Looking at the television show selection these days you would never guess that we are currently in one of the worst housing markets in years. TLC and A&E pack their line-up with shows like: Property Ladder, Flip This House and Flip That House which follow a single flipper during their quest for “quick cash” in the housing market. They buy a cheap (read run-down, outdated and falling apart) house, set a budget to renovate and give themselves a timeline to finish it all before putting it on the market to sell for a huge profit! Sounds like a great idea right?
Not in this slouching housing market!
Yet these shows are abundant and apparently people are believing they can follow in the same footsteps (even though many of those footsteps are headed over a very tall cliff). Many of the flippers are “new” to house flipping and find out the hard way that budgets, contractors and knowing your audience are vital for success. These flaws make for great TV, but surely can’t be encouraging the wanna-be-flipper to try it for themselves, would it?
I’m actually starting to wonder.
When you watch these cocky flippers on TV, making mistake after mistake, you start to think how differently you would handle it. You would surely get a home inspection before buying the property. No way you would leave your contractors on the job site by themselves while you went to play golf. And you surely wouldn’t budget $300 for an entirely new set of kitchen cabinets! You’re smarter than all of these flippers … and that’s the problem.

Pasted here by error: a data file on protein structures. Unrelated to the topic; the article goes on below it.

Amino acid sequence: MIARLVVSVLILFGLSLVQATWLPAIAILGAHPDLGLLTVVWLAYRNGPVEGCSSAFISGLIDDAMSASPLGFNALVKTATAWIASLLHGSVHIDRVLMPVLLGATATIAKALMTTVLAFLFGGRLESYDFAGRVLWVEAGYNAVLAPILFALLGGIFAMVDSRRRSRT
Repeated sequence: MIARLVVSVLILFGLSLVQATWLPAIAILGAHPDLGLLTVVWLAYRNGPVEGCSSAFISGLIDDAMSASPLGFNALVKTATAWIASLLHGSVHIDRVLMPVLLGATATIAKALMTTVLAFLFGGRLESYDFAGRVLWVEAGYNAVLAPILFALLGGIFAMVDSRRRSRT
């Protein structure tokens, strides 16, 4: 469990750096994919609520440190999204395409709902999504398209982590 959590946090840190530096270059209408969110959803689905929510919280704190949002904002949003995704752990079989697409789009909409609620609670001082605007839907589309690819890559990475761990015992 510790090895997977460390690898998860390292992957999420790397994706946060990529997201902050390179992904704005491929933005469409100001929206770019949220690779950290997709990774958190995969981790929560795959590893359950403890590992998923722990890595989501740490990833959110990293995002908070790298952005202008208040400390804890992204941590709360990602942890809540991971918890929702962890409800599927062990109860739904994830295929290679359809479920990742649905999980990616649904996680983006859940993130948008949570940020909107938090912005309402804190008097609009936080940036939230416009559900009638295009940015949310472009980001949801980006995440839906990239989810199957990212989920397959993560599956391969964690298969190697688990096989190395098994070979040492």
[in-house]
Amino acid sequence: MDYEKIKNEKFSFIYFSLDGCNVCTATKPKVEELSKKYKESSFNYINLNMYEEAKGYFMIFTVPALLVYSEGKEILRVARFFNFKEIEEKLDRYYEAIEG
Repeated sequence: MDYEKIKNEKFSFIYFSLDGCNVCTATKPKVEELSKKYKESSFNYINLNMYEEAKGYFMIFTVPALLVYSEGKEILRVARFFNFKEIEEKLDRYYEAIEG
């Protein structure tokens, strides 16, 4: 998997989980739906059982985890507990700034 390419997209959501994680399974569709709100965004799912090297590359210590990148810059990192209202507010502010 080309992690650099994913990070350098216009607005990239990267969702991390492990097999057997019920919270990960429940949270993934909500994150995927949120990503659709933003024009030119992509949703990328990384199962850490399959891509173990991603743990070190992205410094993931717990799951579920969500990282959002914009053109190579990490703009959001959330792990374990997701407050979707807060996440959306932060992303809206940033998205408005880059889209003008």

These shows don’t glorify house flipping to make you believe it’s a quick and easy path to riches, instead they rely on reverse psychology to draw you in. The hosts will tell you that there are major risks and that flipping is not for everyone, but at the same time show you a successful transaction for the last person in the world that should be flipping a house. If that dolt can do it … why can’t I?
Being the handyman that I am, I’ve considered being one of those dolts in the past … but now that I have my own house to work on, those urges to renovate will be better spent on fixing up my own home. Not to flip mind you, but to live in and enjoy. The housing market has no control over those results.